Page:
Date posted: May 1, 2014
In reply to a question whether a formal request has been made by the Turkish authorities for the extradition, Psaki said she cannot comment on the issue due to privacy concerns. “I can’t speak, as a matter of policy, to any pending or potential extradition requests,” she added.
Erdoğan had said during an interview with American public television station PBS host Charlie Rose broadcast in the US on Monday night that the US should extradite Gülen.
When Rose asked Erdoğan if he believes the US will comply with Turkey’s request for an extradition, Erdoğan said he hopes to see that happen. The prime minister then quickly added that the US should at least deport Gülen.
Erdoğan acknowledged that the Islamic scholar has the right to permanently reside in the US by virtue of what is known of as a green card, which also gives Gülen legal rights in the US. The prime minister also pointed out that his government had cancelled Gülen’s Turkish passport, but did not mention why.
Deputy Prime Minister Beşir Atalay said on Tuesday that Gülen’s extradition had not been discussed in any of his meetings in the US, where he was visiting to attend a conference.
In the PBS interview, Erdoğan also claimed that Gülen might pose a security risk to the United States.
“These elements that threaten Turkey’s national security cannot be permitted to remain in other countries, either, because what they do to us here, they might do to their host,” Erdoğan told Rose.
On Tuesday, when asked by a reporter after a party parliamentary group meeting if a formal process seeking Gülen’s extradition from the United States would be started, Erdoğan replied, “Yes, it will begin.”
This is not the first time Erdoğan has raised the issue of extraditing the scholar. Speaking on Turkish TV in March, Erdoğan said he had asked US President Barack Obama during a phone call on Feb. 19 for Gülen to be extradited because he represents a threat to Turkey’s national security. Erdoğan claimed that Obama had viewed this request “positively” and replied by saying, “I got the message.”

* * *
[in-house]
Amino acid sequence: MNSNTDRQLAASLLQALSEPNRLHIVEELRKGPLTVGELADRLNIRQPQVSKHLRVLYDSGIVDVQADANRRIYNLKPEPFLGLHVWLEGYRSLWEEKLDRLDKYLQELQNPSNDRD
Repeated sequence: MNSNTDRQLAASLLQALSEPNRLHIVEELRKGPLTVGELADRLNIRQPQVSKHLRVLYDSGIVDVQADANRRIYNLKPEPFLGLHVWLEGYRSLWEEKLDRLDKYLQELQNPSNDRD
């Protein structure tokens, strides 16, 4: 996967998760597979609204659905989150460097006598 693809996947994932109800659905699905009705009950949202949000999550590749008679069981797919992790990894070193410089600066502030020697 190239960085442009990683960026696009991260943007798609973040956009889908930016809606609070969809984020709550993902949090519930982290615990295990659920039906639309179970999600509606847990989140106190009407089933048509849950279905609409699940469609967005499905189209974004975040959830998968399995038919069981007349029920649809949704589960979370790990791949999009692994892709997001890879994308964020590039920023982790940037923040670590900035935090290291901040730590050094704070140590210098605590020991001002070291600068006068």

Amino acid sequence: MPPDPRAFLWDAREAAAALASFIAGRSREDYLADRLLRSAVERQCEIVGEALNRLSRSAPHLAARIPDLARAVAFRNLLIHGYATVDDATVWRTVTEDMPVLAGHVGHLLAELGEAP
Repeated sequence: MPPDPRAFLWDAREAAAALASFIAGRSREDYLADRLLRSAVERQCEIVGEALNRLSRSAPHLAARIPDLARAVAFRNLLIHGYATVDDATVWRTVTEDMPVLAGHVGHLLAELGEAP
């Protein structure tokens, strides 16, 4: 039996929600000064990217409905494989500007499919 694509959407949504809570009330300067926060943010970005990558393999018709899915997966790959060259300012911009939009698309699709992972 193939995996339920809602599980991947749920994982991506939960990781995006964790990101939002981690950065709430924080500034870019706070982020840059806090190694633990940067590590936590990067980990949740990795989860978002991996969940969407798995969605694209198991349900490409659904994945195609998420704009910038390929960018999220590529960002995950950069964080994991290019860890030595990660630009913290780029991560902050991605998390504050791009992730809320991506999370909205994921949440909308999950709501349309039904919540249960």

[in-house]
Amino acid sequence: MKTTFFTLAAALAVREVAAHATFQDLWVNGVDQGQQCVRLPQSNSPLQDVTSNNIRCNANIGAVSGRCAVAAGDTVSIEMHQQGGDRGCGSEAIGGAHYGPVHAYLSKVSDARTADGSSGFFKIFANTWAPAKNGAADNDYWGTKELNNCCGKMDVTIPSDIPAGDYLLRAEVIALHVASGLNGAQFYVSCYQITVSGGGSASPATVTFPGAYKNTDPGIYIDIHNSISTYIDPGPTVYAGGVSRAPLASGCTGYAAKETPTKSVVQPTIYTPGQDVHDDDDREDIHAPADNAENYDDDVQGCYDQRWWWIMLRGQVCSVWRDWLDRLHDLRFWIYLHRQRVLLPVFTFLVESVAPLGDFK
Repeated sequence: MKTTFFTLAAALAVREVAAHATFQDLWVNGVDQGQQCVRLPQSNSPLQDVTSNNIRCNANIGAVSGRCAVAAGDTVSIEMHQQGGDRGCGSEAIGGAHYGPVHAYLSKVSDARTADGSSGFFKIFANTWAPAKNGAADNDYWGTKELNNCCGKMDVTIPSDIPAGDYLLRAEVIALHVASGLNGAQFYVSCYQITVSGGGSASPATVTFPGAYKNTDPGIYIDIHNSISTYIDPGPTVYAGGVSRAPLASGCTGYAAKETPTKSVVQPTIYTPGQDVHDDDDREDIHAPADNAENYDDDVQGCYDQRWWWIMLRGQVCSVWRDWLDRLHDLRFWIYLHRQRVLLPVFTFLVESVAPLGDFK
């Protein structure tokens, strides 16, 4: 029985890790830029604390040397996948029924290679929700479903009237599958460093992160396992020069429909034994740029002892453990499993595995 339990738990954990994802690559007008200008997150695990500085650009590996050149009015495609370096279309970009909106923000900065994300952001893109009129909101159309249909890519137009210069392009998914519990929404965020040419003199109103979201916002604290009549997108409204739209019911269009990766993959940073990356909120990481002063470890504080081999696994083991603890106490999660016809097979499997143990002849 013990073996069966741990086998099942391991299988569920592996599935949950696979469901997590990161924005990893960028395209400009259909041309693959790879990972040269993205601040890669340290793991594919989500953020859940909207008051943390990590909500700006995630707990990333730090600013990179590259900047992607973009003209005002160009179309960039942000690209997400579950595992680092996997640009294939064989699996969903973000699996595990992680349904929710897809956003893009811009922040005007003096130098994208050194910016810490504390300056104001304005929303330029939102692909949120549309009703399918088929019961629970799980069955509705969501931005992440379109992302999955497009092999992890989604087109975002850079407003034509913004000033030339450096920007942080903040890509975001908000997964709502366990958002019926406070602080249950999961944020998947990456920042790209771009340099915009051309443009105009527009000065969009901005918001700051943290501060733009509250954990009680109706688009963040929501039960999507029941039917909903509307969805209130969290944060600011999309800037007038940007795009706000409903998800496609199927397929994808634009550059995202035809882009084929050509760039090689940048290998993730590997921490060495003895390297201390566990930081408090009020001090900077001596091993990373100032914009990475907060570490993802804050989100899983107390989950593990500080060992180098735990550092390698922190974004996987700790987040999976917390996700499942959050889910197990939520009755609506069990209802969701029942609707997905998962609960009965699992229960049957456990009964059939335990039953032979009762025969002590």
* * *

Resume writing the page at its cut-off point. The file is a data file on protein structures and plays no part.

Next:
In an unusual statement, the White House then accused Prime Minister Erdoğan of misrepresenting the content of the phone conversation with Obama.
“The response attributed to President Obama with regard to Mr. Gülen is not accurate,” the White House said in an e-mailed statement to various press organizations, including Today’s Zaman, in March. The statement marks a first in Turkish-American relations as a flat denial of the Turkish prime minister’s version of events.
Gülen is in self-imposed exile in the US, though there is no legal hurdle preventing him from returning to Turkey. Shortly after he went to the US in 2000, he was charged with establishing an illegal organization in Turkey but was eventually acquitted in 2008.
With regard to the normalization process in Turkish-Israeli relations, Psaki also responded to a question asking whether she could confirm that Erdoğan had said Turkey is preparing to normalize ties with Israel, saying she has no independent confirmation on the issue. “I’d certainly refer you to the Turkish and Israeli officials on that front,” she said.
In remarks during the interview with PBS, Erdoğan said both countries have come to an agreement over Turkish activists who were killed during an Israeli raid on an aid flotilla attempting to breach the Israel-imposed blockade on the Gaza Strip. “There are ongoing negotiations on sending humanitarian aid to Gaza. Appointing ambassadors will be the next step in the normalization process,” Erdoğan said.
“We believe – we continue engaging with both countries, and we believe reconciliation would advance regional peace and security between them,” Psaki added.
Source: Todays Zaman , April 30, 2014